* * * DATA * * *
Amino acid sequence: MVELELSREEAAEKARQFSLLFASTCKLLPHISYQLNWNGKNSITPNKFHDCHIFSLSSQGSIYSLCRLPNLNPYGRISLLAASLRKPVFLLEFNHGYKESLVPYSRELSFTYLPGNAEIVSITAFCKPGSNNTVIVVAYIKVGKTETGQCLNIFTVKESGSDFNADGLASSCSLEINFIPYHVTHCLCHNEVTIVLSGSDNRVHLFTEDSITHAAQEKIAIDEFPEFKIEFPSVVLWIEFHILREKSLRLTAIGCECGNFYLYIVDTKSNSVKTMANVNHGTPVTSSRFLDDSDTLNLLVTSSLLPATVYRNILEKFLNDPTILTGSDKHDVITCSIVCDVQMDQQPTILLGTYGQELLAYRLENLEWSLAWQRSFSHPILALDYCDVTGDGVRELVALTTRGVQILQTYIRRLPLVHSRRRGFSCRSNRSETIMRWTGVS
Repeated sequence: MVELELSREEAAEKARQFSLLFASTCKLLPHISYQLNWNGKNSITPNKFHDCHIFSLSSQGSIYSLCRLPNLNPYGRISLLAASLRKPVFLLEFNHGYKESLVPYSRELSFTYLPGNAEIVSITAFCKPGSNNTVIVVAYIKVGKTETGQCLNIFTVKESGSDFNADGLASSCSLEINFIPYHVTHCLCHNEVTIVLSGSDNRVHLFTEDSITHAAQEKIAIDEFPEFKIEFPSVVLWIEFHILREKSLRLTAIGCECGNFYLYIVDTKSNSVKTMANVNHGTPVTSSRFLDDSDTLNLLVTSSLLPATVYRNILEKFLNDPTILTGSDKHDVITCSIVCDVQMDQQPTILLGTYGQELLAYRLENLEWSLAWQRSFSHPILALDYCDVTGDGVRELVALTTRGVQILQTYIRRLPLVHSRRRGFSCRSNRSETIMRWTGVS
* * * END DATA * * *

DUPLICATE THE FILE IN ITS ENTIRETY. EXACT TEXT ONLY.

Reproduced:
Amino acid sequence: MVELELSREEAAEKARQFSLLFASTCKLLPHISYQLNWNGKNSITPNKFHDCHIFSLSSQGSIYSLCRLPNLNPYGRISLLAASLRKPVFLLEFNHGYKESLVPYSRELSFTYLPGNAEIVSITAFCKPGSNNTVIVVAYIKVGKTETGQCLNIFTVKESGSDFNADGLASSCSLEINFIPYHVTHCLCHNEVTIVLSGSDNRVHLFTEDSITHAAQEKIAIDEFPEFKIEFPSVVLWIEFHILREKSLRLTAIGCECGNFYLYIVDTKSNSVKTMANVNHGTPVTSSRFLDDSDTLNLLVTSSLLPATVYRNILEKFLNDPTILTGSDKHDVITCSIVCDVQMDQQPTILLGTYGQELLAYRLENLEWSLAWQRSFSHPILALDYCDVTGDGVRELVALTTRGVQILQTYIRRLPLVHSRRRGFSCRSNRSETIMRWTGVS
Repeated sequence: MVELELSREEAAEKARQFSLLFASTCKLLPHISYQLNWNGKNSITPNKFHDCHIFSLSSQGSIYSLCRLPNLNPYGRISLLAASLRKPVFLLEFNHGYKESLVPYSRELSFTYLPGNAEIVSITAFCKPGSNNTVIVVAYIKVGKTETGQCLNIFTVKESGSDFNADGLASSCSLEINFIPYHVTHCLCHNEVTIVLSGSDNRVHLFTEDSITHAAQEKIAIDEFPEFKIEFPSVVLWIEFHILREKSLRLTAIGCECGNFYLYIVDTKSNSVKTMANVNHGTPVTSSRFLDDSDTLNLLVTSSLLPATVYRNILEKFLNDPTILTGSDKHDVITCSIVCDVQMDQQPTILLGTYGQELLAYRLENLEWSLAWQRSFSHPILALDYCDVTGDGVRELVALTTRGVQILQTYIRRLPLVHSRRRGFSCRSNRSETIMRWTGVS